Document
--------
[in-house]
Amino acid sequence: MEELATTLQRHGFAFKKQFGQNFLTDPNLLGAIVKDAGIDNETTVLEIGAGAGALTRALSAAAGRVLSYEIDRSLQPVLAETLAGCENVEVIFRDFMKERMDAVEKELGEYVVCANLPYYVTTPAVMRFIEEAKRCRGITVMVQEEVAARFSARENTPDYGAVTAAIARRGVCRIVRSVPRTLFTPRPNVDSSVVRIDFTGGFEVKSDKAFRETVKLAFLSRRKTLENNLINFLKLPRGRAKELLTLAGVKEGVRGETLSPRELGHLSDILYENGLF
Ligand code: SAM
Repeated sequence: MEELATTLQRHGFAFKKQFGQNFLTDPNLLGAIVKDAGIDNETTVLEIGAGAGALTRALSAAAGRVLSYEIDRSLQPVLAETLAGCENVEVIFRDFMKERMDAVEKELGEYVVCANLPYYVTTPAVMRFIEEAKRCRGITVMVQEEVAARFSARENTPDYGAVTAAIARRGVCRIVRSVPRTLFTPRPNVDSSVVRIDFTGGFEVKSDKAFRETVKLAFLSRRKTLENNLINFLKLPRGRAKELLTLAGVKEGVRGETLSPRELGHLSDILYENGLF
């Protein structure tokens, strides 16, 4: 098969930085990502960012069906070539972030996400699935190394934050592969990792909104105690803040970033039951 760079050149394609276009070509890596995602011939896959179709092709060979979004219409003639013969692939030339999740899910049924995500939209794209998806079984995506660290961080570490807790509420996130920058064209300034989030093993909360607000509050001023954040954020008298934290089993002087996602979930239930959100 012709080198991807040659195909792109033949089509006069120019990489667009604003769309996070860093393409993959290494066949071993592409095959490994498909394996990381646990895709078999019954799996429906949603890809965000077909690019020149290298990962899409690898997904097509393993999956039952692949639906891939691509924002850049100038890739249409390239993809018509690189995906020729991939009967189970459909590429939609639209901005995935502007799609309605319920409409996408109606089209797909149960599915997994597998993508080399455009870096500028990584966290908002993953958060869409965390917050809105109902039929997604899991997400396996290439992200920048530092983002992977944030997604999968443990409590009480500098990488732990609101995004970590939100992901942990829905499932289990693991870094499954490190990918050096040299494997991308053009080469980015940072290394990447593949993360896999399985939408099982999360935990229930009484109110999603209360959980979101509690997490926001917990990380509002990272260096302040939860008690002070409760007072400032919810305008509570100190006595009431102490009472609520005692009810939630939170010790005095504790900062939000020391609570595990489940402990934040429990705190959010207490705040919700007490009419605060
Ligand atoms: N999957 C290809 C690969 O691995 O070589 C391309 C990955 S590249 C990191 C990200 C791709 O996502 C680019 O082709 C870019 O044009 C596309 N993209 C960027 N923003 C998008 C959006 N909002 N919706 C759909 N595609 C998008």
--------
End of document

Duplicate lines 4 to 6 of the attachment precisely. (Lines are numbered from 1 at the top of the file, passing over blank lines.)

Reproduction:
Repeated sequence: MEELATTLQRHGFAFKKQFGQNFLTDPNLLGAIVKDAGIDNETTVLEIGAGAGALTRALSAAAGRVLSYEIDRSLQPVLAETLAGCENVEVIFRDFMKERMDAVEKELGEYVVCANLPYYVTTPAVMRFIEEAKRCRGITVMVQEEVAARFSARENTPDYGAVTAAIARRGVCRIVRSVPRTLFTPRPNVDSSVVRIDFTGGFEVKSDKAFRETVKLAFLSRRKTLENNLINFLKLPRGRAKELLTLAGVKEGVRGETLSPRELGHLSDILYENGLF
């Protein structure tokens, strides 16, 4: 098969930085990502960012069906070539972030996400699935190394934050592969990792909104105690803040970033039951 760079050149394609276009070509890596995602011939896959179709092709060979979004219409003639013969692939030339999740899910049924995500939209794209998806079984995506660290961080570490807790509420996130920058064209300034989030093993909360607000509050001023954040954020008298934290089993002087996602979930239930959100 012709080198991807040659195909792109033949089509006069120019990489667009604003769309996070860093393409993959290494066949071993592409095959490994498909394996990381646990895709078999019954799996429906949603890809965000077909690019020149290298990962899409690898997904097509393993999956039952692949639906891939691509924002850049100038890739249409390239993809018509690189995906020729991939009967189970459909590429939609639209901005995935502007799609309605319920409409996408109606089209797909149960599915997994597998993508080399455009870096500028990584966290908002993953958060869409965390917050809105109902039929997604899991997400396996290439992200920048530092983002992977944030997604999968443990409590009480500098990488732990609101995004970590939100992901942990829905499932289990693991870094499954490190990918050096040299494997991308053009080469980015940072290394990447593949993360896999399985939408099982999360935990229930009484109110999603209360959980979101509690997490926001917990990380509002990272260096302040939860008690002070409760007072400032919810305008509570100190006595009431102490009472609520005692009810939630939170010790005095504790900062939000020391609570595990489940402990934040429990705190959010207490705040919700007490009419605060
Ligand atoms: N999957 C290809 C690969 O691995 O070589 C391309 C990955 S590249 C990191 C990200 C791709 O996502 C680019 O082709 C870019 O044009 C596309 N993209 C960027 N923003 C998008 C959006 N909002 N919706 C759909 N595609 C998008």